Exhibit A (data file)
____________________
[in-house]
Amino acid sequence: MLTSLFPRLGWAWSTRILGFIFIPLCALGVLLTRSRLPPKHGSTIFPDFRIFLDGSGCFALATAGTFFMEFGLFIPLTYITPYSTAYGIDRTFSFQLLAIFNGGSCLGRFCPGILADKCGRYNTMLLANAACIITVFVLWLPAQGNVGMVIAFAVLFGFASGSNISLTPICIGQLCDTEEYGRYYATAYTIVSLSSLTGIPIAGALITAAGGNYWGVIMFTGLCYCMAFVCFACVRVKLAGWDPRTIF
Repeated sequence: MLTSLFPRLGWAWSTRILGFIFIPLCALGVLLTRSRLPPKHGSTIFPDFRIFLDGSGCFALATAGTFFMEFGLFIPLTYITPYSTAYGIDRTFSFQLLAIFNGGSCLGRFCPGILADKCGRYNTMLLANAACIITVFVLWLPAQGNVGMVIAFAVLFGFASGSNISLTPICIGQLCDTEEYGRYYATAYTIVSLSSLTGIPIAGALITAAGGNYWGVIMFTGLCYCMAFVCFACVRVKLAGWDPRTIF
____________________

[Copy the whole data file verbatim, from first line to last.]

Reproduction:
[in-house]
Amino acid sequence: MLTSLFPRLGWAWSTRILGFIFIPLCALGVLLTRSRLPPKHGSTIFPDFRIFLDGSGCFALATAGTFFMEFGLFIPLTYITPYSTAYGIDRTFSFQLLAIFNGGSCLGRFCPGILADKCGRYNTMLLANAACIITVFVLWLPAQGNVGMVIAFAVLFGFASGSNISLTPICIGQLCDTEEYGRYYATAYTIVSLSSLTGIPIAGALITAAGGNYWGVIMFTGLCYCMAFVCFACVRVKLAGWDPRTIF
Repeated sequence: MLTSLFPRLGWAWSTRILGFIFIPLCALGVLLTRSRLPPKHGSTIFPDFRIFLDGSGCFALATAGTFFMEFGLFIPLTYITPYSTAYGIDRTFSFQLLAIFNGGSCLGRFCPGILADKCGRYNTMLLANAACIITVFVLWLPAQGNVGMVIAFAVLFGFASGSNISLTPICIGQLCDTEEYGRYYATAYTIVSLSSLTGIPIAGALITAAGGNYWGVIMFTGLCYCMAFVCFACVRVKLAGWDPRTIF